Following Wednesday’s Autumn statement, experts are warning George Osborne that he has little wriggle-room if the economy does not perform well in the coming months. Ratings agency Fitch has concerns that a rethink will be necessary now that the Chancellor has used an improvement in public finances to pay for a u-turn on tax credits. Fitch fears that should there be any under-performance, more austerity measures must be imposed, or the ambition to create a surplus in the economy by 2020.
A spokesman said:
Debt reduction is increasingly being driven by underlying growth and revenue trends, which could reverse (for example, if growth slows or revenue forecasts are revised back down).
The latest GDP growth report also shows how UK manufacturing has been struggling over the last year, partly due to a slowdown in emerging markets and the pound’s strength against the euro.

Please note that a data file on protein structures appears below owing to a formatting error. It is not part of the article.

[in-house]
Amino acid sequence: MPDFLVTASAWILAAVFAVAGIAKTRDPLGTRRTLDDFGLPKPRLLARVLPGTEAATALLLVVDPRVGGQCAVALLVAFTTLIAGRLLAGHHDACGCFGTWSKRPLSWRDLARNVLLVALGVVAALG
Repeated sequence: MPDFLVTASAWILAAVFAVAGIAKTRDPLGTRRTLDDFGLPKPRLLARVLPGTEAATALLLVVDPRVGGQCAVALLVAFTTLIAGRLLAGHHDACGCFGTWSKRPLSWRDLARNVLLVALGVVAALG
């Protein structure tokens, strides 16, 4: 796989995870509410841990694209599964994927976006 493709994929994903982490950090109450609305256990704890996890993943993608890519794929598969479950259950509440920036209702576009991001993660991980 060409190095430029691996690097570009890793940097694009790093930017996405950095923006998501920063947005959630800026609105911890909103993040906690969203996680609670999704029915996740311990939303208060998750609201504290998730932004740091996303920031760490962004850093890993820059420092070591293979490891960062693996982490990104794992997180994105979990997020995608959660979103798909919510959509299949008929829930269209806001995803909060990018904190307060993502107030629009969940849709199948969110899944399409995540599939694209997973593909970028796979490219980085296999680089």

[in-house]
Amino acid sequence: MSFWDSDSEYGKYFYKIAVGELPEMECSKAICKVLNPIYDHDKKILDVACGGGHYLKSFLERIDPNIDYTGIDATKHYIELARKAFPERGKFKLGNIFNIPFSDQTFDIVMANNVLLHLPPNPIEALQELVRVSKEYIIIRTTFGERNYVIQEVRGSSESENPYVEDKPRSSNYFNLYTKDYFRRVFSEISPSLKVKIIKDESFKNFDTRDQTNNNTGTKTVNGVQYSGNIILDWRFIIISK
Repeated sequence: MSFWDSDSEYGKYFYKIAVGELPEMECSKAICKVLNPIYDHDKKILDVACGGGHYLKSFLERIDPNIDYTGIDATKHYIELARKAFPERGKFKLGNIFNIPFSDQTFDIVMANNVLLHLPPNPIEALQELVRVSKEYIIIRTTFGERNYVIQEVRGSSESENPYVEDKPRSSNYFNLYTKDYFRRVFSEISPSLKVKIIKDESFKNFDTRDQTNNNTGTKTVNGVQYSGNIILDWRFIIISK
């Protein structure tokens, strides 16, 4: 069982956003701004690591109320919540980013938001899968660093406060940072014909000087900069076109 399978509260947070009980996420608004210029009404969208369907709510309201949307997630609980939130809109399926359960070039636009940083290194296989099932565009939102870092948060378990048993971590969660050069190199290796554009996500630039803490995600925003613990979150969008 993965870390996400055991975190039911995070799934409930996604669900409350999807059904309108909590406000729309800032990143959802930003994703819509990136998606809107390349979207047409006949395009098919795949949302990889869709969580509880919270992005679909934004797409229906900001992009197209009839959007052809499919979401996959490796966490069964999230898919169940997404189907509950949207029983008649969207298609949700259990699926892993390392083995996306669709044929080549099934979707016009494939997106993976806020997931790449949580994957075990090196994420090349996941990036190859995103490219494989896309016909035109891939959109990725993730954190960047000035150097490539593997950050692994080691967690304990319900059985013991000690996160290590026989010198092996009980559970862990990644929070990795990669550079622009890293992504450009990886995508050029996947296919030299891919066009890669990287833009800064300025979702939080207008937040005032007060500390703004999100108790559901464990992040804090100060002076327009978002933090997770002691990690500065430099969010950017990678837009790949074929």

Much of the real growth is accounted for by growing consumer confidence, low interest rates and the consequent real-terms increase in household earnings.
Credit rating agency Standard & Poor recently stated that the UK has some of the worst trade deficit figures of any of the 129 countries it rates.
Worryingly too, GDP per person is now just 0.9% above its pre-crisis peak in the first quarter of 2008.
It will be interesting to see whether Osborne’s use of some rather fortuitous economic figures pays off, or whether confidence in the economy will once again drop in the new year.